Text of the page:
Exports and imports, as components of trade, measure a country’s trade openness to the rest of the world. The two metrics help countries to focus on their areas of comparative advantage just as they enhance industry competitiveness, innovation and help countries have access to the global markets.
Ahead of the flag-off of the campaigns for the general elections in 2023, Nigerians have started to lay before the presidential aspirants issues of national importance that demand urgent attention. One of these issues is the status of Nigeria in global trade. Nigeria is believed to be an import-dependent nation. But is this true?
According to IGI Global, import dependency is an “economic characteristic of a nation that cannot produce enough goods and services to sustain its citizens and must depend on importing the majority of its forms of sustenance.”
Is Nigeria truly an import-dependent nation as insinuated in many circles? Preliminary findings show the impression being created is that it is even harmful to import. Many unsuspecting readers are getting confused about the emerging scenario as if the only way out of Nigeria’s quagmire is to embrace autarky.
At this juncture, what do Nigeria’s trade data say? And what was the experience of other high-income nations during their quest for economic development?
Nigeria’s trade data as published by the National Bureau of Statistics (NBS) indicate that in 2018, the nation’s total trade amounted to N31.70 trillion, comprising N13.17 trillion imports and N18.53 trillion exports, with a trade surplus of N5.37 trillion. In 2019, Nigeria’s total trade amounted to N36.15 trillion, made up of N16.96 trillion imports and N19.19 trillion exports, with a trade surplus of N2.23 trillion.
But COVID-19 lockdown in 2020, whose impact was still felt in 2021, changed Nigeria’s trade dynamics. Total trade in 2020 fell to N25.22 trillion, consisting of N12.70 trillion imports and N12.52 trillion exports, resulting in a trade deficit of N178.26 billion. In 2021, total trade recovered as it rose to N39.8 trillion, comprising N20.84 trillion imports, and N18.91 trillion exports, leaving a trade deficit of N1.94 trillion.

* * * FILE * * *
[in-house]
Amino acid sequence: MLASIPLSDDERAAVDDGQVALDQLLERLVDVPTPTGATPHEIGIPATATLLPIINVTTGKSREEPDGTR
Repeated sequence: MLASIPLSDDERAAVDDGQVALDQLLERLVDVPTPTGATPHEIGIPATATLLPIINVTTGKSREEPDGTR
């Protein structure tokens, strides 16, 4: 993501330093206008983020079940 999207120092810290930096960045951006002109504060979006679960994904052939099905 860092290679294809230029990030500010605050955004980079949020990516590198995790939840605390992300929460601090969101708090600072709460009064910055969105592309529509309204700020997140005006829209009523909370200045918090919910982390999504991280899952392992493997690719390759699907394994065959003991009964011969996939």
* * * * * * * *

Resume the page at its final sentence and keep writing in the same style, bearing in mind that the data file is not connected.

Nigeria was not the only country that recorded a trade deficit in 2021. According to Country Economy, the world’s largest economy, the United States of America (USA), recorded a trade deficit of $1.18 trillion. The United Kingdom recorded $226.34 billion worth of trade deficit, as well as a deficit of $129.27 billion in France; $12.94 billion in Japan; $22.75 billion in Spain, and $22.39 billion in Portugal.
In Africa, Egypt ended 2021 with a trade deficit of $30.14 billion. The deficit was $11.71 billion in Ethiopia; $22.19 billion in Morocco; $3.18 billion in Mauritius; $2.19 billion in Malawi, and $4.64 billion in Senegal.
Another important metric is Nigeria’s imports as a percentage of its GDP. Based on the World Bank’s data on this metric, combined with those derived from NBS trade data, Nigeria was the 109th country in the world in 2021 on this ratio.
Put differently, Nigeria’s imports as a percentage of GDP ratio in 2021 was 28.40 percent. It was behind Ghana, which had 28.52 percent; Madagascar, 30.16 percent; Central African Republic, 30.50 percent; Guinea, 33.16 percent; Togo, 34.23 percent, and Rwanda, 34.79 percent.
High income economies with higher imports to GDP ratios than Nigeria’s are Hong Kong, 199.18 percent; Singapore, 153.47 percent; Netherland, 72.59 percent; Malaysia, 61.83 percent; Switzerland, 55.16 percent; South Korea, 38.04 percent; and Norway, 29.11 percent.
Nigeria’s position on exports as a percentage of GDP which was 25.8 percent puts the country in the 108th position in the world, according to the World Bank and NBS data. Cote d’Ivoire has a higher ratio of 26.0 percent. The ratio is 29.6 percent in Mali; 29.9 percent in Ghana; 30.5 percent in Mauritius; 31.1 percent in South Africa, and 31.9 percent in Namibia.
Countries with the highest ratios on exports as a percentage of GDP in the world as of 2021 included Luxembourg, 212.1 percent; Hong Kong, 203.9 percent; Singapore, 184.8 percent, Malta, 148.4 percent, and Ireland, 134.8 percent, according to the World Bank data.
Meanwhile, Australia, a high income economy, had an exports-to-GDP ratio of 22.2 percent as of 2021, which is far lower than Nigeria’s, according to the World Bank data. The ratio was 21.6 percent in Indonesia, and 20 percent in China.
The above import data give the impression that Nigeria’s trade with the rest of the world is normal. However, there is more to it because the sources of a country’s imports significantly influence its growth trajectory as found in South Korea.
According to the findings of the Asian Development Bank (ADB) when it investigated the impact of imports on South Korean economic development, whose findings were published in its ERD Working Paper Series No. 103, the Asian development finance institution established that for South Korea “imports from the developed G7 countries have a significant positive effect on productivity but imports from all other countries do not’’ because imports of capital goods from the developed countries encouraged technological transfers.
ADB added that imports encouraged local South Korean firms to compete with foreign products in the domestic markets, while absorbing advanced technology embodied in imported capital goods. Imports also helped them to know the quality of goods they would be competing with at the international market as South Korea implemented an export-oriented strategy.